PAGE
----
Report: South Carolina Sheltered Workshops Violate Federal Law

road sign saying "Minimum Wage"

by Andy Jones
July 3, 2017

Protection and Advocacy for People with Disabilities released a new report June 9, slamming South Carolina's system of specialized job centers for people with disabilities.

The report focuses on a select group of employers with so-called 14(c) certificates from the Department of Labor, which allows them to hire people with disabilities and employ them at rates below the minimum wage.

Created under a provision of the Fair Labor Standards Act more than 80 years ago as a means to employ people deemed otherwise unemployable, the centers, known as “sheltered workshops” by their critics, employ thousands of people with disabilities in the state.

The advocacy group monitored 10 centers for the report, finding that most of their employees are not being taught job skills, or otherwise being provided a meaningful opportunity to transition into competitive employment. Most of the employees spend most their time doing routine, menial tasks, lacking any interaction with people without disabilities, further stunting any potential career growth.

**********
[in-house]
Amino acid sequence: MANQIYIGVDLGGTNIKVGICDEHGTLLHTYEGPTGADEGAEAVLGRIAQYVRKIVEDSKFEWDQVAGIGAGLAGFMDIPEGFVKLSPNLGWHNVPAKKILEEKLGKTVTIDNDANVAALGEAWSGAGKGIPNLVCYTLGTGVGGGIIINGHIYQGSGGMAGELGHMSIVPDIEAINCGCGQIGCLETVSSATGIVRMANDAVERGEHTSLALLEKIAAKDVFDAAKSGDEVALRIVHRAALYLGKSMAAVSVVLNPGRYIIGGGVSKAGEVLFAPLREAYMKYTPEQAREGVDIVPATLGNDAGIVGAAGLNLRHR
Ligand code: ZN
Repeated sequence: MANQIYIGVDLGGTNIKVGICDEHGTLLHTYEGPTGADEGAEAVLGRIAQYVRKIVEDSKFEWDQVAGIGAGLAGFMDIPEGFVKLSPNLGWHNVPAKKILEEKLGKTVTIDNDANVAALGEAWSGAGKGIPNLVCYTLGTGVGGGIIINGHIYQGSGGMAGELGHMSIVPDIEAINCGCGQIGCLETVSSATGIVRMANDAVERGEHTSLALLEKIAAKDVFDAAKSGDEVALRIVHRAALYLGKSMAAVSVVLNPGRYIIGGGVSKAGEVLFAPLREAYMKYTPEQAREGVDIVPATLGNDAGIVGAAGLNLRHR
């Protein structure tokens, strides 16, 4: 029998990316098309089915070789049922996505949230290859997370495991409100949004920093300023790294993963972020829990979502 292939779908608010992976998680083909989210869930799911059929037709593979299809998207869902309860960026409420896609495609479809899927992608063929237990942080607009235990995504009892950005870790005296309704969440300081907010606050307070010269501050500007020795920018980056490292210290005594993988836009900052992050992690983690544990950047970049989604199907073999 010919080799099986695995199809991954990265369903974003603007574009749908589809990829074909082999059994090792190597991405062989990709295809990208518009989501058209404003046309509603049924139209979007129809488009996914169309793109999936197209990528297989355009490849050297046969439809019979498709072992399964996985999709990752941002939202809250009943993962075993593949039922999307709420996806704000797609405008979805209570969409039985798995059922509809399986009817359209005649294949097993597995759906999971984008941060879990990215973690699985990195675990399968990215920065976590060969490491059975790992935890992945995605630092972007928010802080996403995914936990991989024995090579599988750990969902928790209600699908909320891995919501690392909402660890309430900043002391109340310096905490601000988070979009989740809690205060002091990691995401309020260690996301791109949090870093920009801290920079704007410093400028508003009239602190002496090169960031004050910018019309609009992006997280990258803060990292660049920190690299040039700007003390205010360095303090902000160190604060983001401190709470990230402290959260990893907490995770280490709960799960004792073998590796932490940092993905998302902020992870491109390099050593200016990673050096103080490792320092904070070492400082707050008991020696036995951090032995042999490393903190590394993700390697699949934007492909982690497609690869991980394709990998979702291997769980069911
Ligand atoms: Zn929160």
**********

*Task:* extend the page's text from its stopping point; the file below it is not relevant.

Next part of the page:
The report contends that the system segregates people with disabilities, in violation of the Americans with Disabilities Act. As many of these workshops are partially funded by Medicaid’s Home and Community Services waivers, the advocates allege that the system is failing to comply with recent regulations promulgated by the Department of Health and Human Services in 2014.

“Twenty six years after the passage of the Americans with Disabilities Act (ADA), far too many South Carolinians with intellectual and related disabilities still lack opportunities for real work,” the report states. “They spend their days in segregated environments doing unskilled work for virtually no wages. Many languish in these settings for years: supposedly being prepared for work, but never moving to meaningful employment.

“These segregated programs violate the ADA’s mandate that individuals with disabilities receive services in the most integrated environment.”

You can read Unjustified Isolation, Unwarranted Assumptions here [PDF].

Disability Rights Washington and Protection and Advocacy for People with Disabilities are the designated protection and advocacy agencies in Washington and South Carolina, respectively, and are members of the National Disability Rights Network.